They\’re getting this the wrong way around again.
Admittedly, these potential saviours are not unruly British adolescents but the 283 million girls aged between 10 and 20 who live in poverty in the countryside of the developing world. Study after study has shown that when they are given a better chance – above all, a decent education – something miraculous happens: the number of births in the area falls, while income and food production increase. Yet these same teenagers have long been neglected by their families and aid agencies alike, with the result that their adolescence usually sees their horizons not widening, but shrinking.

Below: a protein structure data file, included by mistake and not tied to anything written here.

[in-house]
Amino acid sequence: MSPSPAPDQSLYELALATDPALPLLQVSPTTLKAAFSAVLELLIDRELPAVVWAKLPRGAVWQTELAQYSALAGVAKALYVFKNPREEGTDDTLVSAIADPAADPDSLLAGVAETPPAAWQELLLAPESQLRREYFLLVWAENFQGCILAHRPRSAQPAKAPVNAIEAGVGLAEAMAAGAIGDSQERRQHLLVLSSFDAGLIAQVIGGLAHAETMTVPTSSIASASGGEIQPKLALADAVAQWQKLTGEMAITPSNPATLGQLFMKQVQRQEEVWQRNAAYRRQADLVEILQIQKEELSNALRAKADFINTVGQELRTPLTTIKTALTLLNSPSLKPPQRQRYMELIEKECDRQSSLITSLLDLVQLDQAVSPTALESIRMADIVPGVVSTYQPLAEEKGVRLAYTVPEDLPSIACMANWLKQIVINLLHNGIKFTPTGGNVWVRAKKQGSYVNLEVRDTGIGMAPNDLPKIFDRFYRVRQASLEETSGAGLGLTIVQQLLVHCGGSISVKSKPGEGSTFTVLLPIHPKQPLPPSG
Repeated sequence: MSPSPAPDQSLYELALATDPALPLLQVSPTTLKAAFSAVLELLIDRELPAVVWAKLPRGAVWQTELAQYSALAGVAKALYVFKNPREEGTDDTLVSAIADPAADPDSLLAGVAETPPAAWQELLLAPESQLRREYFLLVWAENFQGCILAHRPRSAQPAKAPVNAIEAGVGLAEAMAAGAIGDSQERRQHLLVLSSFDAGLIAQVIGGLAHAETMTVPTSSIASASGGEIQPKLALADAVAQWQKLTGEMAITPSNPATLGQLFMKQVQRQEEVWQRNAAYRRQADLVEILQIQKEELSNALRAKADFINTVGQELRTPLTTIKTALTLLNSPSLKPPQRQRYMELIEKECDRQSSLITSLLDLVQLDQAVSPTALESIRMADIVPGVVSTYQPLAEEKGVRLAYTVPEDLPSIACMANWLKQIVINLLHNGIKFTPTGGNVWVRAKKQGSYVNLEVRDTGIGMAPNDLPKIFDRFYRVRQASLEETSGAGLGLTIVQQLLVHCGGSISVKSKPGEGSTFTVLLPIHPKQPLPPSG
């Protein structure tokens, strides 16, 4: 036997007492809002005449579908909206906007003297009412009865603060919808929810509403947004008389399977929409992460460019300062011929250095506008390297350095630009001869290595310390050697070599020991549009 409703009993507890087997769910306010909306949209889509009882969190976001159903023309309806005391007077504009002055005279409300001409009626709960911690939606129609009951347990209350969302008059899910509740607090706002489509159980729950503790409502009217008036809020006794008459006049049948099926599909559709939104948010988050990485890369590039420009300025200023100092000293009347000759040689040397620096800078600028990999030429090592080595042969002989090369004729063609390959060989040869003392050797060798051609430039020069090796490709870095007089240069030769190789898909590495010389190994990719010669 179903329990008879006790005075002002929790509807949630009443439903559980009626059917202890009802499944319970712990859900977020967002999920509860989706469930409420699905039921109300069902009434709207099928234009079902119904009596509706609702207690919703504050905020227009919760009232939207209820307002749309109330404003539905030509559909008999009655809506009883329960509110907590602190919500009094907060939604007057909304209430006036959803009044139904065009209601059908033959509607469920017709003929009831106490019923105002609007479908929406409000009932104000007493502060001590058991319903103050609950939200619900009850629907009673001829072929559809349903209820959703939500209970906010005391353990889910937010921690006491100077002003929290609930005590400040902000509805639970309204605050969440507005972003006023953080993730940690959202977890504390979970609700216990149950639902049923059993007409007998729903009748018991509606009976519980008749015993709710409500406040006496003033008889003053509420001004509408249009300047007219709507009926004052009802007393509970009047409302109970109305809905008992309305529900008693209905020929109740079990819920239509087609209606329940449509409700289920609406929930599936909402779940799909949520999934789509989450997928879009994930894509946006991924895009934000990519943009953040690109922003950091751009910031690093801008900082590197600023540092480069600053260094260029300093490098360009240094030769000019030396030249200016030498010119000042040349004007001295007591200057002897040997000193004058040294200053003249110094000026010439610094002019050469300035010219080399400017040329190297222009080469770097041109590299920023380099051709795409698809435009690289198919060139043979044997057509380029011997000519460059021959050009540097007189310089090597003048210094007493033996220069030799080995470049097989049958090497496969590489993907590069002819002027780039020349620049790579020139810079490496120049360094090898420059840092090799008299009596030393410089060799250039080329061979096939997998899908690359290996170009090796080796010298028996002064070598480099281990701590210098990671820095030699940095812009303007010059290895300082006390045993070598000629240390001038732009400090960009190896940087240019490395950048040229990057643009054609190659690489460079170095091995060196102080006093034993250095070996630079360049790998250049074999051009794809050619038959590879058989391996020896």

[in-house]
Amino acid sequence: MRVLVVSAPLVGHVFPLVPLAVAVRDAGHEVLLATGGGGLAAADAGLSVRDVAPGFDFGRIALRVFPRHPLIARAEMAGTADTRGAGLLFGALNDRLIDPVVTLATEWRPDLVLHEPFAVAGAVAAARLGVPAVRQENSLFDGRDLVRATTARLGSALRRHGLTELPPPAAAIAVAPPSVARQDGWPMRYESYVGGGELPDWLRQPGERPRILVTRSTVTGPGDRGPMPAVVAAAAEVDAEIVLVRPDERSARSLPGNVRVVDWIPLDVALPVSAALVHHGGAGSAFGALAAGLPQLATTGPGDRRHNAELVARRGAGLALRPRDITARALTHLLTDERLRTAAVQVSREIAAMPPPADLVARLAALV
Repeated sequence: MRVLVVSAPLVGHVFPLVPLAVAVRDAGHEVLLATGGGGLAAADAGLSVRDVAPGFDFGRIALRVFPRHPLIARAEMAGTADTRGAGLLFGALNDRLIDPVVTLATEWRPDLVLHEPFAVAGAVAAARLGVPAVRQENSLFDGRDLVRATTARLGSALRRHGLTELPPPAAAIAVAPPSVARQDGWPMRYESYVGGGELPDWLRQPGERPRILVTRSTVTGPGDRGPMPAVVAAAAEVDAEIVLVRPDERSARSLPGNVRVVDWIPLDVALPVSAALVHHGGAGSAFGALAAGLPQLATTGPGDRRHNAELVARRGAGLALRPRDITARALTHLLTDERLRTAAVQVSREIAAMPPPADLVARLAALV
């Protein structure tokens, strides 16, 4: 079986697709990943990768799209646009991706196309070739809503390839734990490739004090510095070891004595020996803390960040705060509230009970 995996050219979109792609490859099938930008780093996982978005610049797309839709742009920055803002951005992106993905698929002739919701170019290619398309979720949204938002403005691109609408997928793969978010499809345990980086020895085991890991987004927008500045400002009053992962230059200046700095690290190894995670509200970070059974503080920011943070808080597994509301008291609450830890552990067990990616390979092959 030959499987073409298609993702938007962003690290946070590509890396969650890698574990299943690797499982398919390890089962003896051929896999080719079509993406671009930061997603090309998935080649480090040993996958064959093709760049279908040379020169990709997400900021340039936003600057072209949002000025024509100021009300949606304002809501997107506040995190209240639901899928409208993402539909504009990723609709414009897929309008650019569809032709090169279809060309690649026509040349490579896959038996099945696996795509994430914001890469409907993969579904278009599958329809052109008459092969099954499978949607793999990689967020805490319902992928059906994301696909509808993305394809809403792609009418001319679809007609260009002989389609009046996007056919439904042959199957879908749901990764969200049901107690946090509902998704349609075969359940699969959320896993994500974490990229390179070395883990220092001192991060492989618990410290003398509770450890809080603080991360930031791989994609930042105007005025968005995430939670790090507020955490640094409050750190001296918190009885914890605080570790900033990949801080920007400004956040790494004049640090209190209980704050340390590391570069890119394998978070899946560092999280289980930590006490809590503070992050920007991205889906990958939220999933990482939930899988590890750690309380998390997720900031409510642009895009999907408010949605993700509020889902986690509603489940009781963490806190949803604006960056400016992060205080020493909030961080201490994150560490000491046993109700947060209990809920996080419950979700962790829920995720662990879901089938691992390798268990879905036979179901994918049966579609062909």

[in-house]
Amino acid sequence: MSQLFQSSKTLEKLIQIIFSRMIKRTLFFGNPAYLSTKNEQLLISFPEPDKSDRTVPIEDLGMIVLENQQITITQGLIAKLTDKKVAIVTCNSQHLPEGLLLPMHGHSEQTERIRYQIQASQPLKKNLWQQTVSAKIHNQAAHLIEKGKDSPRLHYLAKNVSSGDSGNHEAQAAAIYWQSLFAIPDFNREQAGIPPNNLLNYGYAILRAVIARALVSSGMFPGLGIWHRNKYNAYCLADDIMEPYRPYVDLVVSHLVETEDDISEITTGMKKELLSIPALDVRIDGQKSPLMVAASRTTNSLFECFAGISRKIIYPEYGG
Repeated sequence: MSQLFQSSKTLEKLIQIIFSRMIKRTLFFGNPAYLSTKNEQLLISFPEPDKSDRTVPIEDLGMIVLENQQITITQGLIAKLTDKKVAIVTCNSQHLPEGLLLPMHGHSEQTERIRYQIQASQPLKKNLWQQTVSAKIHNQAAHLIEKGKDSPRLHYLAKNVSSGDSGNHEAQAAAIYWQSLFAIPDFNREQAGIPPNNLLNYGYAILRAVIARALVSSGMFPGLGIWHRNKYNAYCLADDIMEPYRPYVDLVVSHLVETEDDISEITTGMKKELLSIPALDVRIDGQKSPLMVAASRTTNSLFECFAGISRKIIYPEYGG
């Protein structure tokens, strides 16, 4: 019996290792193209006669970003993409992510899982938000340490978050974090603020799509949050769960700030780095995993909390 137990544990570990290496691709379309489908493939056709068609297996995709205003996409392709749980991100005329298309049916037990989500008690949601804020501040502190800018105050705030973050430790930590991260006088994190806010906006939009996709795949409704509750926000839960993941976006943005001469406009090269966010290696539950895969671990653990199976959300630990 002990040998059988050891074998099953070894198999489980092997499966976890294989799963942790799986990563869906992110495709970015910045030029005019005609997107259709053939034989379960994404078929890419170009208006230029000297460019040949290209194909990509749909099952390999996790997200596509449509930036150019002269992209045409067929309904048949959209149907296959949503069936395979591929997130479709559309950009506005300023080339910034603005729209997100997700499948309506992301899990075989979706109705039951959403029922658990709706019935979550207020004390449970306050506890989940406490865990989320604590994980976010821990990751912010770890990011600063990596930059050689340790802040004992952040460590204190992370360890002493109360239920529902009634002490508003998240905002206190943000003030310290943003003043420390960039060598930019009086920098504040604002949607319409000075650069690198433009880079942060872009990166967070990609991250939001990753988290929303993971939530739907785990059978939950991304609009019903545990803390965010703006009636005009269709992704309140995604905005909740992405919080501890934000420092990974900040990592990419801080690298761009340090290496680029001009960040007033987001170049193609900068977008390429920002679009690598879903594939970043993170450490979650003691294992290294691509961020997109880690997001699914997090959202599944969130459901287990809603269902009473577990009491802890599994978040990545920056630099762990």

No, it\’s not empowering women that creates economic growth. It\’s that economic growth allows the education and empowerment of women.
Going out and teaching them to read and write is all very well, indeed, damn good idea. But it isn\’t that which leads to higher crops, fewer children and all the rest. It\’s that there is a surplus, which allows for the time to become educated.